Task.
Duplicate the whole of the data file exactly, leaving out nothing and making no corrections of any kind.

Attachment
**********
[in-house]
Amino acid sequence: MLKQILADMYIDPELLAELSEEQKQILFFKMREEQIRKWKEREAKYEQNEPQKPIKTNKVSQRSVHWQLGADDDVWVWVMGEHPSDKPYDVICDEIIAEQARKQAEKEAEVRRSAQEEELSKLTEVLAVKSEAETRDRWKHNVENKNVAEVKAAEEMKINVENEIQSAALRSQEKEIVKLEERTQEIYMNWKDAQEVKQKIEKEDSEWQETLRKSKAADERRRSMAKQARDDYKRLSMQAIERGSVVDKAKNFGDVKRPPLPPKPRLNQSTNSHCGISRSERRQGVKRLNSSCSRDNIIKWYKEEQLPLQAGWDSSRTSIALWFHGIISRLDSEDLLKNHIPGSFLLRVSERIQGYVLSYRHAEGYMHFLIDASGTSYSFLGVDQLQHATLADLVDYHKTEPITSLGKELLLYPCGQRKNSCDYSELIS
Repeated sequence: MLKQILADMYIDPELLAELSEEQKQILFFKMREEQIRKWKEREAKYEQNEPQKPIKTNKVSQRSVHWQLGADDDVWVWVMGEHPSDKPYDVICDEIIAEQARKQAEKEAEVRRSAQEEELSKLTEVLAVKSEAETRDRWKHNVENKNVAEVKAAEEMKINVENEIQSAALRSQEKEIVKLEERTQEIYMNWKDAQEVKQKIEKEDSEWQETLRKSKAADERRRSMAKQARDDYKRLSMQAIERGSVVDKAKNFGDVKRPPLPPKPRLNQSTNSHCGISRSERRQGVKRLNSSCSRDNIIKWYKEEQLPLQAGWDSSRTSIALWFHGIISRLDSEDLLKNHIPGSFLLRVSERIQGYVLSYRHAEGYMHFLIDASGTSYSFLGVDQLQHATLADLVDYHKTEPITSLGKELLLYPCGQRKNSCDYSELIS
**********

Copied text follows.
[in-house]
Amino acid sequence: MLKQILADMYIDPELLAELSEEQKQILFFKMREEQIRKWKEREAKYEQNEPQKPIKTNKVSQRSVHWQLGADDDVWVWVMGEHPSDKPYDVICDEIIAEQARKQAEKEAEVRRSAQEEELSKLTEVLAVKSEAETRDRWKHNVENKNVAEVKAAEEMKINVENEIQSAALRSQEKEIVKLEERTQEIYMNWKDAQEVKQKIEKEDSEWQETLRKSKAADERRRSMAKQARDDYKRLSMQAIERGSVVDKAKNFGDVKRPPLPPKPRLNQSTNSHCGISRSERRQGVKRLNSSCSRDNIIKWYKEEQLPLQAGWDSSRTSIALWFHGIISRLDSEDLLKNHIPGSFLLRVSERIQGYVLSYRHAEGYMHFLIDASGTSYSFLGVDQLQHATLADLVDYHKTEPITSLGKELLLYPCGQRKNSCDYSELIS
Repeated sequence: MLKQILADMYIDPELLAELSEEQKQILFFKMREEQIRKWKEREAKYEQNEPQKPIKTNKVSQRSVHWQLGADDDVWVWVMGEHPSDKPYDVICDEIIAEQARKQAEKEAEVRRSAQEEELSKLTEVLAVKSEAETRDRWKHNVENKNVAEVKAAEEMKINVENEIQSAALRSQEKEIVKLEERTQEIYMNWKDAQEVKQKIEKEDSEWQETLRKSKAADERRRSMAKQARDDYKRLSMQAIERGSVVDKAKNFGDVKRPPLPPKPRLNQSTNSHCGISRSERRQGVKRLNSSCSRDNIIKWYKEEQLPLQAGWDSSRTSIALWFHGIISRLDSEDLLKNHIPGSFLLRVSERIQGYVLSYRHAEGYMHFLIDASGTSYSFLGVDQLQHATLADLVDYHKTEPITSLGKELLLYPCGQRKNSCDYSELIS